Johnny Lee - You Ain’t Never Been To Texas

Self Released

I have to admit I’ve never been much of a fan of Johnny Lee and his music. He came to prominence in the early 1980s via the Urban Cowboy movie and the country-pop crossover smash Lookin’ For Love. Prior to that breakthrough, he had played the Texas honky-tonk scene for years, mainly ensconced at the legendary Gilley’s nightclub in Pasadena. He was a third division country singer with a pleasant, easy-going baritone, who happened to be in the right place at the right time to land a role in the hugely popular John Travolta movie. Over a short five-year period from 1980–85 he scored five number one country singles and another seven that hit the top ten. Just as rapidly as he made the top so he faded into relative obscurity.

He still tours regularly in the States, playing barrooms and oldies venues in Branson. This is his first album in ten years and at 70-years-old he has the kind of heartfelt, wizened voice that lots of veteran country vocalists have: It’s a warm, pull-up-a-barstool-and-I’ll-tell-you-a-story-of-heartbreak-my-friend kind of a voice. It’s most effective on Wish I Could Love That Way Again with his semi-spoken vocal being most appealing in an old-fashioned way. He also scores points with me for the western-swing styled Lonesome Love List with its nod to Ray Price and Bob Wills and a pleasant version of the latter’s Deep Water. Rafe VanHoy’s emotional What’s Forever For suffers in comparison to the far superior version by John Conlee. Of similar vintage is Jim Weatherly’s Best Thing That Ever Happened To Me, given the full countrypolitan treatment with lush strings behind his slightly cracked voice that adds to the emotional impact.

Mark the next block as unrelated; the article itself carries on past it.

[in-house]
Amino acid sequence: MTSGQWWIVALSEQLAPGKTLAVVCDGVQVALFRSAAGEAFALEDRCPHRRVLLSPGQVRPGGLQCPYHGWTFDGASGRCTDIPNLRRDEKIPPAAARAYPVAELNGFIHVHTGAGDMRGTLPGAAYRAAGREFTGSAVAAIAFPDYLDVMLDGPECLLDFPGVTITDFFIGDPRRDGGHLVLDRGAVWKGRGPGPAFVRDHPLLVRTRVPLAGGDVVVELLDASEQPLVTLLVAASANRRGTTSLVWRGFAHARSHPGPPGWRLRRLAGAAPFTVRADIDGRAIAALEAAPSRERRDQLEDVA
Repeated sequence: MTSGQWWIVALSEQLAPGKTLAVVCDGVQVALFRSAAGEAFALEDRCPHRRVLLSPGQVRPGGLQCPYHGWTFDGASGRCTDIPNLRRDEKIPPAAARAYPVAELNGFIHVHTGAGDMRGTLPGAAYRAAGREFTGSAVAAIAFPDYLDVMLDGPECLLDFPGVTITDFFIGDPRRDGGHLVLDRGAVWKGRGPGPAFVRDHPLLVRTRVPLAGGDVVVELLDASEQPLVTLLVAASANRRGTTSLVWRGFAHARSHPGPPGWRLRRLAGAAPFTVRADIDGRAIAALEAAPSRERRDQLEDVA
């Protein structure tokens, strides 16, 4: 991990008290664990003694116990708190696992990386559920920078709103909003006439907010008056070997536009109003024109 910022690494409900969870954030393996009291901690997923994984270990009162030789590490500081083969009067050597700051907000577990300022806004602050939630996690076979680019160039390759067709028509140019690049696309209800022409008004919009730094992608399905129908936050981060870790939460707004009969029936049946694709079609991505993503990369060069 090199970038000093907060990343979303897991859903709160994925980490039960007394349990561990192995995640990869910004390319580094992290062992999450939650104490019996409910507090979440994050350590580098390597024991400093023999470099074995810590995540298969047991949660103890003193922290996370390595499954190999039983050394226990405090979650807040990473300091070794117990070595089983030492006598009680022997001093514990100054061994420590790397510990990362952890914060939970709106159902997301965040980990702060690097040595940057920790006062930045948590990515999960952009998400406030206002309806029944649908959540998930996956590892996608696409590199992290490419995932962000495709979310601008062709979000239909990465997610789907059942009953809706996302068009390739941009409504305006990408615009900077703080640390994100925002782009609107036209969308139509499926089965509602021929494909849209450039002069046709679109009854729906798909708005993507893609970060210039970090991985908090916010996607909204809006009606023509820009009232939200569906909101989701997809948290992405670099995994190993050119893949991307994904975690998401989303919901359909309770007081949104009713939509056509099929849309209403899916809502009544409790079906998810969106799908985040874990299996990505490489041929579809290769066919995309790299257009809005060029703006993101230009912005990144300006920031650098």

What’s Left, Who’s Right is somewhat preachy and disjointed, but many will really connect with the ‘heart’ in it. There’s no ‘heart’ in Bullets First, an obnoxious song that in less than three minutes sums up all that’s wrong with America’s attitude to human life. Its out-dated approach to the right to shoot first and ask questions afterwards, which smacks of the lawless society of the frontier days, should have no part to play in today’s world. This song and the title song blot what could and should have been a rather pleasant, if not exactly earth-shattering, trad-sounding country album.